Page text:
Despite all the excitement and positivity, less than half of financial services executives have a plan for implementing blockchain.
Over 90% of financial services executives have said that blockchain technology will be critical or important to the future of their firms, with 75% expecting more than a 5% revenue growth from its use.
Revenue growth of this size could be equivocal to $20 billion in savings for these financial services firms, with areas such as compliance, securities and cross-border payments being streamlined.
The research, from Cognizant who polled 1,500 FS executives, represents an extremely positive outlook on the arrival of blockchain.
However, the research also notes that only 48% of executives have a substantial plan for implementing the technology, and that 94% underestimate the cultural changes also required in the process.
Lata Varghese, VP and Leader, Blockchain and Distributed Ledger Consulting Practice at Cognizant, said: “From opening new markets, to increasing cross-selling opportunities and even creating entirely new business models, financial firms that move quickly on blockchain, realising the cost advantage while successfully providing added-value services, will triumph over their competition.”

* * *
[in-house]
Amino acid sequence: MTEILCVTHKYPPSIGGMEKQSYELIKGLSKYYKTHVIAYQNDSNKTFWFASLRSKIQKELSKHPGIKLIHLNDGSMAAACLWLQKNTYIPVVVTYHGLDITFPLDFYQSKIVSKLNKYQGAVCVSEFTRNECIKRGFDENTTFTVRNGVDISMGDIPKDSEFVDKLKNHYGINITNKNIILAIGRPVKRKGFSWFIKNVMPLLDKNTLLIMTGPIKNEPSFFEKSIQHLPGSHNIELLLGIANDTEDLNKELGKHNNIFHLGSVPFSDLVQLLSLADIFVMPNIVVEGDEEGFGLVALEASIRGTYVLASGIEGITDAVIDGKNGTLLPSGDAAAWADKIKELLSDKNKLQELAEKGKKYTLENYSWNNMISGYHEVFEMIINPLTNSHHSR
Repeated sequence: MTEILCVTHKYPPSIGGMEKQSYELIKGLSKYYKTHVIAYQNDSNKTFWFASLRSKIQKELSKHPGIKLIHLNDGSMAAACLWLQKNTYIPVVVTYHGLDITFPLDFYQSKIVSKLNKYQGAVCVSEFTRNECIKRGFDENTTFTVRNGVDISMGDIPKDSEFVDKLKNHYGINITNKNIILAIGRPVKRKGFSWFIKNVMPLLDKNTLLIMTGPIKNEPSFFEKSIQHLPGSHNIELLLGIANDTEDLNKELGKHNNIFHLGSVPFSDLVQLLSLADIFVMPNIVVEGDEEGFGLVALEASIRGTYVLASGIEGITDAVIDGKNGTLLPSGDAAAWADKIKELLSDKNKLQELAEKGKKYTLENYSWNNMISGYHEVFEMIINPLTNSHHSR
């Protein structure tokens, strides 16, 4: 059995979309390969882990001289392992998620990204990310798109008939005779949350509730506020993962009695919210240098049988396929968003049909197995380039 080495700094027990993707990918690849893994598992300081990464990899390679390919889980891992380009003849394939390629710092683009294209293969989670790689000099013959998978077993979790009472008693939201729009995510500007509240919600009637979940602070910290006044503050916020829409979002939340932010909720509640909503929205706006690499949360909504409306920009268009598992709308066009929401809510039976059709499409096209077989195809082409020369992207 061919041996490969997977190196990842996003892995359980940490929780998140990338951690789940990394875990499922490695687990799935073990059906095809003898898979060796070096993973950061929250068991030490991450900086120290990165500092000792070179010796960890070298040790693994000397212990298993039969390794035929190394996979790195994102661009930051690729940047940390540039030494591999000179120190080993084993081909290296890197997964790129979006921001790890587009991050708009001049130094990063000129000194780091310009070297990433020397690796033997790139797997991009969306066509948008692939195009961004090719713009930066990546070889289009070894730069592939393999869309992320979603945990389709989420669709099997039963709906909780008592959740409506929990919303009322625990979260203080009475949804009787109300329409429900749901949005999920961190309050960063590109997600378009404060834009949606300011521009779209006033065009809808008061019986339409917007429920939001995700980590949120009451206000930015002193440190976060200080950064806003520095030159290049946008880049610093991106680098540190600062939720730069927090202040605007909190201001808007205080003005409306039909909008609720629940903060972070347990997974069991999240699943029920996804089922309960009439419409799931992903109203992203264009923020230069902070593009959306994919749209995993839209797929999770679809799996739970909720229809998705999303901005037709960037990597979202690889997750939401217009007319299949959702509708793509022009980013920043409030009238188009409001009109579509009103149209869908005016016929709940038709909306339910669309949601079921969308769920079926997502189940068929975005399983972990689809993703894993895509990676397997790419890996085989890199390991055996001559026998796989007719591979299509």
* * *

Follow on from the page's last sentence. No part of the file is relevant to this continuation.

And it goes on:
The study also found that 40% of respondents believe that blockchain will enhance risk management, 46% expect greater transparency, and 47% foresee improved data management.
“To see the substantial benefits blockchain can deliver, firms cannot afford to wait for the fragmented blockchain landscape to converge and business applications to become clearer. Businesses need to move aggressively need to re-evaluate their business models and face-up to the culture change required to collaborate with external partners in the business world of blockchain. Businesses that are slow to pick up on opportunities to apply blockchain to their business will find themselves left behind as the industry moves on without them,” said Varghese.
Excitement surrounding blockchain technology is at an all-time high, as consortiums comprised of the biggest companies in the world such as Accenture and Microsoft are engaged in working on its implementation. Numerous partnerships are also working together to test it out, one example of this involves IBM and shipping company Maersk.
CBR learnt from financial services professionals at UBS that the widespread implementation the world is expecting is still a long way off, however, we could expect robust cases within the next two years.